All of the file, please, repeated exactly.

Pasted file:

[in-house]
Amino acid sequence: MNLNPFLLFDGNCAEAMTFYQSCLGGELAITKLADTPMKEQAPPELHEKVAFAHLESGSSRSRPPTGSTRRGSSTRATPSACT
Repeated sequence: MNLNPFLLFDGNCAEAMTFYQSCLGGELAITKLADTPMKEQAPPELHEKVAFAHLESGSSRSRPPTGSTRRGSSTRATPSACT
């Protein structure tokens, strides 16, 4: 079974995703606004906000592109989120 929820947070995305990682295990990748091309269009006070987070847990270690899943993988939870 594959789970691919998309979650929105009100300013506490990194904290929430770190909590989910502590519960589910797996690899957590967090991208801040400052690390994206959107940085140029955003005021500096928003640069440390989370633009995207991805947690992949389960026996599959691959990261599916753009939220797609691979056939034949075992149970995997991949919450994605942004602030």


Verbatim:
[in-house]
Amino acid sequence: MNLNPFLLFDGNCAEAMTFYQSCLGGELAITKLADTPMKEQAPPELHEKVAFAHLESGSSRSRPPTGSTRRGSSTRATPSACT
Repeated sequence: MNLNPFLLFDGNCAEAMTFYQSCLGGELAITKLADTPMKEQAPPELHEKVAFAHLESGSSRSRPPTGSTRRGSSTRATPSACT
């Protein structure tokens, strides 16, 4: 079974995703606004906000592109989120 929820947070995305990682295990990748091309269009006070987070847990270690899943993988939870 594959789970691919998309979650929105009100300013506490990194904290929430770190909590989910502590519960589910797996690899957590967090991208801040400052690390994206959107940085140029955003005021500096928003640069440390989370633009995207991805947690992949389960026996599959691959990261599916753009939220797609691979056939034949075992149970995997991949919450994605942004602030």